All slash commands work the same way. You have a command, and a set of parameters. The parameters depend on the command, and some commands don't take any. Here are a few examples:
| parameters (empty)
/castsequence reset=target Immolate, Corruption, Curse of Agony, Siphon Life
Macro options allow you to choose a set of parameters based on a number of criteria. At the highest level, you have a set of criteria/parameter groups separated by semicolons. The semicolons can be seen as an "else" or an "else if." The criteria consist of zero or more sets of conditions. Each condition set is enclosed with square brackets. Here is an illustration of this basic syntax.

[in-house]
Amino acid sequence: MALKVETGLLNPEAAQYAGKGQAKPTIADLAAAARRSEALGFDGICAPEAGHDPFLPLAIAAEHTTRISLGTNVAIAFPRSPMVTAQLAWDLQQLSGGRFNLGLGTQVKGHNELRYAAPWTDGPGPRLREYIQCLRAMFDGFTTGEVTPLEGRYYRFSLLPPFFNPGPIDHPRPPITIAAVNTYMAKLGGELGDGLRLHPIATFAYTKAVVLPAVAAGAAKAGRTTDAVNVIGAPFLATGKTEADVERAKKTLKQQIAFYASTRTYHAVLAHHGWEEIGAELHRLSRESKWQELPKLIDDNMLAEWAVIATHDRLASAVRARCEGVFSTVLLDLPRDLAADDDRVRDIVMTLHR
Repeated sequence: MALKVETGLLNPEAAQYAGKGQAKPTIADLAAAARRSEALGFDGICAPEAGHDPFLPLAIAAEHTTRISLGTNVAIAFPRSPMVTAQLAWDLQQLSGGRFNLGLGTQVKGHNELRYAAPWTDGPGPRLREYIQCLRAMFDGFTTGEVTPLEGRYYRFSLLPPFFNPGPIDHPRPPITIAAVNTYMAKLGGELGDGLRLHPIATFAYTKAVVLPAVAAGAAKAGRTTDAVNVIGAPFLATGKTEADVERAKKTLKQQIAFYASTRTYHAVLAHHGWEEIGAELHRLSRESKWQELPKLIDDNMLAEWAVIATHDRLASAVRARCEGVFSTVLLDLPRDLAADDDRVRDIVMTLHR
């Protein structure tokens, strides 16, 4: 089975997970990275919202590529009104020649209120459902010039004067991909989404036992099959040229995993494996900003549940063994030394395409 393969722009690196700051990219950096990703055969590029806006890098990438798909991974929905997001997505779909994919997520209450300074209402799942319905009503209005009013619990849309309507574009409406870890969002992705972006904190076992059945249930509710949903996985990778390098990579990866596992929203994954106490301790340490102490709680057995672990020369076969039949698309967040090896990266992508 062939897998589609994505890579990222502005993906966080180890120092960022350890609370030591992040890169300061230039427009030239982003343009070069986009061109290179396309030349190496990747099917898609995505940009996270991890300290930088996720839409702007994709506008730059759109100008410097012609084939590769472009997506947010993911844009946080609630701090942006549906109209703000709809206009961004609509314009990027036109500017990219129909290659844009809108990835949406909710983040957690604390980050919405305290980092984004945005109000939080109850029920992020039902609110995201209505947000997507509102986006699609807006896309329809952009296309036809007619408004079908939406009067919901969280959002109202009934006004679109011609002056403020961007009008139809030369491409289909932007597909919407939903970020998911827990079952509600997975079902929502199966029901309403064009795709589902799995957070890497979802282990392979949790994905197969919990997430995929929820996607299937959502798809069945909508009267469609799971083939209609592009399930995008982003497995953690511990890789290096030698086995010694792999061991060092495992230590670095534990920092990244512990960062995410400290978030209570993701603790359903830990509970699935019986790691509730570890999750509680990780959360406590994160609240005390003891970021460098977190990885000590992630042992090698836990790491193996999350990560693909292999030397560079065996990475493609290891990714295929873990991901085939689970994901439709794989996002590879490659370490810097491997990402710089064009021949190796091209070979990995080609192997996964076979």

/command [conditions] [more conditions] parameters; [conditions] parameters
As you saw in the basic examples above, the command is evaluated from left to right. As soon as it finds a set of conditions that are true, it runs the command with the corresponding parameters. If there are no conditions in a clause, it will always be true. In fact, you can imagine a single-spell /cast command as a macro option with one clause that has no conditions. When the command does not have any conditions that are true, it will not execute at all.